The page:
Railroad Industry Seeks Better Days in 2002

OMAHA -- The rail industry struggled during 2001 but the stock of Omaha-based Union Pacific Corp. rose at year's end and railroads were looking for better days this year, the Omaha World-Herald reports.

Railroads were hit early in 2001 as the economy began to cool. As the demand to ship goods declined, the companies responded by cutting jobs, capital projects and other budget items. In addition, diesel fuel costs rose, driving up operating costs.

The railroads' stocks took a hit after Sept. 11 as part of general market weakness.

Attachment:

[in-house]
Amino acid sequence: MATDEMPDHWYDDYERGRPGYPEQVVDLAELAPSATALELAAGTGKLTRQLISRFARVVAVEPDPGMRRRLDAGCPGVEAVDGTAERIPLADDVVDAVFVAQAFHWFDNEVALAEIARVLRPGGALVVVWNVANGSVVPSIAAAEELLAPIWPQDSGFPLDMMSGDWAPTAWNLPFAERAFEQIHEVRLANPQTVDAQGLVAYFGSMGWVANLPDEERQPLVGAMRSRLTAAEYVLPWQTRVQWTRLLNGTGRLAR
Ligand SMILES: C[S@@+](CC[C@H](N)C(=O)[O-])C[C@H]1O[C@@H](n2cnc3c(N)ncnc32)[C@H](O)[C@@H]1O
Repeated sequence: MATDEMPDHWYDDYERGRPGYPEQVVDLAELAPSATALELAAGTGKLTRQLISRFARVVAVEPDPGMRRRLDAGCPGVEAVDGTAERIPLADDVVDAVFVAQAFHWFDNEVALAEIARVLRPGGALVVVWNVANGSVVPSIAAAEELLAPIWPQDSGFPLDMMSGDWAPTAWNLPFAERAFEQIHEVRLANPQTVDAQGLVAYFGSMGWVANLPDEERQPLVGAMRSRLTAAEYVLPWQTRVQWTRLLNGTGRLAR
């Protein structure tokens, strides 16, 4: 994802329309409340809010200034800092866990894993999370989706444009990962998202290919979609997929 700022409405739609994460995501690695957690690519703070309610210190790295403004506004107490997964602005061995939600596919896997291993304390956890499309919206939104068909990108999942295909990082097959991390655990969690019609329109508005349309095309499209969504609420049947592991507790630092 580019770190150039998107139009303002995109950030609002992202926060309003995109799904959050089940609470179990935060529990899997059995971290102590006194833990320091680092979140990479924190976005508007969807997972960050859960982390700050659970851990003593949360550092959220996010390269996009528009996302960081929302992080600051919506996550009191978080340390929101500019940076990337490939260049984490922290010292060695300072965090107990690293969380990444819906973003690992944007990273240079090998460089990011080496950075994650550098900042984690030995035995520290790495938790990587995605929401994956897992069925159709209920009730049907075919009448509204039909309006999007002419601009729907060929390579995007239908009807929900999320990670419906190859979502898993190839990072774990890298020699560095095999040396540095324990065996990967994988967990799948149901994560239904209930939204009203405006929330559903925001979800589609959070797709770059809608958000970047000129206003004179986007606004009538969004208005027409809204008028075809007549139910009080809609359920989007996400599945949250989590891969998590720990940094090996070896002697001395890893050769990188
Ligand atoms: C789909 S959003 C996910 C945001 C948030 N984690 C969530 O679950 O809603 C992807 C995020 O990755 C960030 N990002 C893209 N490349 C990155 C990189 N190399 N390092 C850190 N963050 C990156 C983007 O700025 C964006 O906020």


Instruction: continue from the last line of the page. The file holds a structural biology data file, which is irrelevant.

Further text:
The industry is poised to do better in 2002. Union Pacific Corp., whose rail subsidiary is the nation's largest railroad, as well as rival Fort Worth, Texas-based Burlington Northern Santa Fe Corp., which has the second-largest railroad, are trying to take market share away from trucking companies.

Both railroads are eyeing alliances and partnerships with Eastern or Canadian railroads to expand shipping service outside their networks, which cover the western two-thirds of the United States. And both railroads are counting on coal, a profitable shipping commodity.

Union Pacific Corp.'s stock rose about $6, or 12 percent, from Jan. 2 to the end of the year, when it traded higher than $56.

Burlington Northern Santa Fe Corp.'s stock ended the year about where it began, above $28 a share. The company has reported lowered earnings for the past four quarters, due to rising costs, lost contracts and the slowed economy.

Union Pacific and Burlington Northern's fourth-quarter earnings come out later this month.